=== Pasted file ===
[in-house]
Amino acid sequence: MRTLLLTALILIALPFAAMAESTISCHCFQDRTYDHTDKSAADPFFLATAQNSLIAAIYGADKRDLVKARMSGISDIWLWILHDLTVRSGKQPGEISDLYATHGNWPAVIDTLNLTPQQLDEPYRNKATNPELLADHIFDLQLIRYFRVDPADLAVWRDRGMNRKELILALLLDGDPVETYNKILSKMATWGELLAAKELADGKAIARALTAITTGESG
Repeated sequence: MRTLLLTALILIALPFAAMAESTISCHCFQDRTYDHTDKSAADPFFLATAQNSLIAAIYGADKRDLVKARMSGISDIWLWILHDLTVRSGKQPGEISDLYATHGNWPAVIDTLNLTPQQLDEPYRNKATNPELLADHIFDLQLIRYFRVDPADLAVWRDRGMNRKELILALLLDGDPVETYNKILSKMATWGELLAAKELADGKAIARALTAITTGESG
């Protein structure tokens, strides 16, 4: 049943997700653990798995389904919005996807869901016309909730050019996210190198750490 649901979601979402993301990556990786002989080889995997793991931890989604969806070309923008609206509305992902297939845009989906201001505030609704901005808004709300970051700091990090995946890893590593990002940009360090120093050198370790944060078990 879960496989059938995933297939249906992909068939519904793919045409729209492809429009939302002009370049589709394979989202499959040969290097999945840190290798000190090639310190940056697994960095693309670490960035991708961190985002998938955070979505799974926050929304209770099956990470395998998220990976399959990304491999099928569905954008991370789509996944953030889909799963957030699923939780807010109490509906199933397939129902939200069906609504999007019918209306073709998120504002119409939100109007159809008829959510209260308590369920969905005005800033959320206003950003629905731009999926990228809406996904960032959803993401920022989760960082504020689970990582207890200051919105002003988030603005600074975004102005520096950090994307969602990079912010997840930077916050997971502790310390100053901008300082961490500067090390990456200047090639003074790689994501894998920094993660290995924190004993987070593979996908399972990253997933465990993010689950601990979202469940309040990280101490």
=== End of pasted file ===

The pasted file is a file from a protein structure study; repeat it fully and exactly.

[in-house]
Amino acid sequence: MRTLLLTALILIALPFAAMAESTISCHCFQDRTYDHTDKSAADPFFLATAQNSLIAAIYGADKRDLVKARMSGISDIWLWILHDLTVRSGKQPGEISDLYATHGNWPAVIDTLNLTPQQLDEPYRNKATNPELLADHIFDLQLIRYFRVDPADLAVWRDRGMNRKELILALLLDGDPVETYNKILSKMATWGELLAAKELADGKAIARALTAITTGESG
Repeated sequence: MRTLLLTALILIALPFAAMAESTISCHCFQDRTYDHTDKSAADPFFLATAQNSLIAAIYGADKRDLVKARMSGISDIWLWILHDLTVRSGKQPGEISDLYATHGNWPAVIDTLNLTPQQLDEPYRNKATNPELLADHIFDLQLIRYFRVDPADLAVWRDRGMNRKELILALLLDGDPVETYNKILSKMATWGELLAAKELADGKAIARALTAITTGESG
């Protein structure tokens, strides 16, 4: 049943997700653990798995389904919005996807869901016309909730050019996210190198750490 649901979601979402993301990556990786002989080889995997793991931890989604969806070309923008609206509305992902297939845009989906201001505030609704901005808004709300970051700091990090995946890893590593990002940009360090120093050198370790944060078990 879960496989059938995933297939249906992909068939519904793919045409729209492809429009939302002009370049589709394979989202499959040969290097999945840190290798000190090639310190940056697994960095693309670490960035991708961190985002998938955070979505799974926050929304209770099956990470395998998220990976399959990304491999099928569905954008991370789509996944953030889909799963957030699923939780807010109490509906199933397939129902939200069906609504999007019918209306073709998120504002119409939100109007159809008829959510209260308590369920969905005005800033959320206003950003629905731009999926990228809406996904960032959803993401920022989760960082504020689970990582207890200051919105002003988030603005600074975004102005520096950090994307969602990079912010997840930077916050997971502790310390100053901008300082961490500067090390990456200047090639003074790689994501894998920094993660290995924190004993987070593979996908399972990253997933465990993010689950601990979202469940309040990280101490």